Old Tullius Accuses Epicurus of Shirking

  • Old Tullius was no friend of Epicurus, but in attacking him Cicero preserved important information which allows us to see the true nature of what

    Epicurus meant by "pleasure" - and it wasn't just "absence of pain":

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  • Elayne says:

    "One thing hasn't changed... that humans produce cultures where it's "shameful" to pursue pleasure! I have been wondering if that is part of the reason for the persistence of supernatural religions. I see people use imaginary beings as an excuse, which their fellow believers don't argue with. "The holy spirit told me to do it" comes in as handy as "the devil made me do it"-- an excuse for a day off from work (sabbaths), for enjoying sex (in Judaism), etc. My grandfather used to tell people his doctor told him he couldn't eat whatever food he didn't like.

    Telling the unvarnished truth, that we are making decisions for pleasure, instead of making up an excuse, is a brave action. The more of us who tell the truth to our friends, the more they may feel courage to tell the truth as well, and this silly embarrassment over pleasure could be ended."

  • Another commentator says: "Pleasure is a joy of the mind. I love that definition."

    Cassius replies:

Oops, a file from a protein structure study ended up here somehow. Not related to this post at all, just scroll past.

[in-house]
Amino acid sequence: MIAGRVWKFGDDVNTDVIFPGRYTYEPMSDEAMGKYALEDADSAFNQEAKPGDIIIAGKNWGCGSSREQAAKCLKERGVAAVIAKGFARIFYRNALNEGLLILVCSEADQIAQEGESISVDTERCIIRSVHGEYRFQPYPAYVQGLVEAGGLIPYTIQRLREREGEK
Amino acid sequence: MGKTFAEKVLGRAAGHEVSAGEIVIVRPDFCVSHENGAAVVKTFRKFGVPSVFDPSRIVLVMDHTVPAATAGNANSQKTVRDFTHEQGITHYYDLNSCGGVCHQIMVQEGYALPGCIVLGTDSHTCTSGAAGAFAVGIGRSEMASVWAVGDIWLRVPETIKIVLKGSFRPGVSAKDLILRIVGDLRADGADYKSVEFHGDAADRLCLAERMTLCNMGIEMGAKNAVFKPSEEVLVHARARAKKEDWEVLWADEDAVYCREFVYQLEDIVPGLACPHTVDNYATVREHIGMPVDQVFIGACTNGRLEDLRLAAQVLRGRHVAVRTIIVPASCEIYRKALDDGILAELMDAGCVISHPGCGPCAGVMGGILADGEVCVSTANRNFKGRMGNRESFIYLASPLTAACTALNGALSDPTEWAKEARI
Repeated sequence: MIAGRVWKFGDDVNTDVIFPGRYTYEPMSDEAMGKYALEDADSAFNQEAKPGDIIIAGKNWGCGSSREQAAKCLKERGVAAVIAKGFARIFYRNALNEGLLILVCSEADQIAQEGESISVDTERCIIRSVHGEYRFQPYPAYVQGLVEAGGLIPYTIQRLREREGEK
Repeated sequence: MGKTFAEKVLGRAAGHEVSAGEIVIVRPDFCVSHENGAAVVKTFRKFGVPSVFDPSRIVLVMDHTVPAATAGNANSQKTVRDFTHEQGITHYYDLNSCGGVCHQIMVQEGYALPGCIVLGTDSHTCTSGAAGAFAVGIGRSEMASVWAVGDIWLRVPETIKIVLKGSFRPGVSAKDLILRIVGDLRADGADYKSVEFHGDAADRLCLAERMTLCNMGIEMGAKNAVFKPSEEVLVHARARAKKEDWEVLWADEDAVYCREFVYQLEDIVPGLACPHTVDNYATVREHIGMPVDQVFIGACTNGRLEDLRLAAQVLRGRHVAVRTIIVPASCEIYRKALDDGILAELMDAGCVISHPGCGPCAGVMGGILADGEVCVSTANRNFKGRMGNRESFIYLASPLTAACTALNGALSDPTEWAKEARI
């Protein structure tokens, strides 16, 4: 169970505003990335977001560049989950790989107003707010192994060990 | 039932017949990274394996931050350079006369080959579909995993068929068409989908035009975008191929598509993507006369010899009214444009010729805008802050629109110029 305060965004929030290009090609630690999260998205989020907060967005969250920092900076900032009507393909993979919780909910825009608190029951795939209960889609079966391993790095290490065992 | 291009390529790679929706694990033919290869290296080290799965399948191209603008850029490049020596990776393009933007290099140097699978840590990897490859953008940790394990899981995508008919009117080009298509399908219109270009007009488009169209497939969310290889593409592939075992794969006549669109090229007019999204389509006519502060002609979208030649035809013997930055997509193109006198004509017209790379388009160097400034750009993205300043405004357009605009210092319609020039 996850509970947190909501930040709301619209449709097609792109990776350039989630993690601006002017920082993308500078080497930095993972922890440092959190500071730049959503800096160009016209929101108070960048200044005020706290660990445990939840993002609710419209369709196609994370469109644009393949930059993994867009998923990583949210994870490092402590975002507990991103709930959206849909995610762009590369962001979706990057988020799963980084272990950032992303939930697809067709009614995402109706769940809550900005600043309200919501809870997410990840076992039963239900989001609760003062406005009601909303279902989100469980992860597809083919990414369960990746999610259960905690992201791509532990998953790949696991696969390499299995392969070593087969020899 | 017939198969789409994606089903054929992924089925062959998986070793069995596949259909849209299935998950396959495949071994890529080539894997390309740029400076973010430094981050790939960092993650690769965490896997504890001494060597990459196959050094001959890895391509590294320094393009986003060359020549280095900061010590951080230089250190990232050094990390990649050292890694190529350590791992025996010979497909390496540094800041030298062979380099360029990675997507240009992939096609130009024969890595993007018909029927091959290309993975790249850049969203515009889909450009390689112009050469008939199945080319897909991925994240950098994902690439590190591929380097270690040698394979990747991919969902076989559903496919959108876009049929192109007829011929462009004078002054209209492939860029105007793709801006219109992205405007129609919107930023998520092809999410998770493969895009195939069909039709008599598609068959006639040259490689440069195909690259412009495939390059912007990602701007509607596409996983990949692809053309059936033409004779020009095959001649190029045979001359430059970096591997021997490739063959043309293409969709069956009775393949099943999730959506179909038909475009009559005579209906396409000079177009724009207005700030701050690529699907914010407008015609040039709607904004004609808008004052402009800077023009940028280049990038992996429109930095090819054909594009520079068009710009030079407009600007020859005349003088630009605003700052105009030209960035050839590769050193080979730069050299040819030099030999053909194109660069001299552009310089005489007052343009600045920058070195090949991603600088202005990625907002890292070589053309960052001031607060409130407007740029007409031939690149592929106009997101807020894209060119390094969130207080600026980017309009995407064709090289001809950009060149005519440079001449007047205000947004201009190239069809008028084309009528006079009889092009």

We should remember all the usual cautions as to translations and shades of meaning, but "joy" is a word which clearly describes the presence of an intense form of pleasure. "Joy" is not a word that can be easily squared by those who allege that Epicurus was limiting his ambition to "absence of pain."

    Yes there is a way to square the two terminologies, but not by the modern adoption of stoicized suppression of ordinary views of mental and physical pleasures. Cicero knew that that such an argument would never fly, because he knew well that those who understood Epicurus understood "pleasure" in the normal sense of the word, including taste, music, smooth motion, and the other "pleasures by any of the senses in the whole man."

    That last phrase - "pleasures by any of the senses in the whole man" is the really explosive definition in this passage that anti-Epicureans don't like.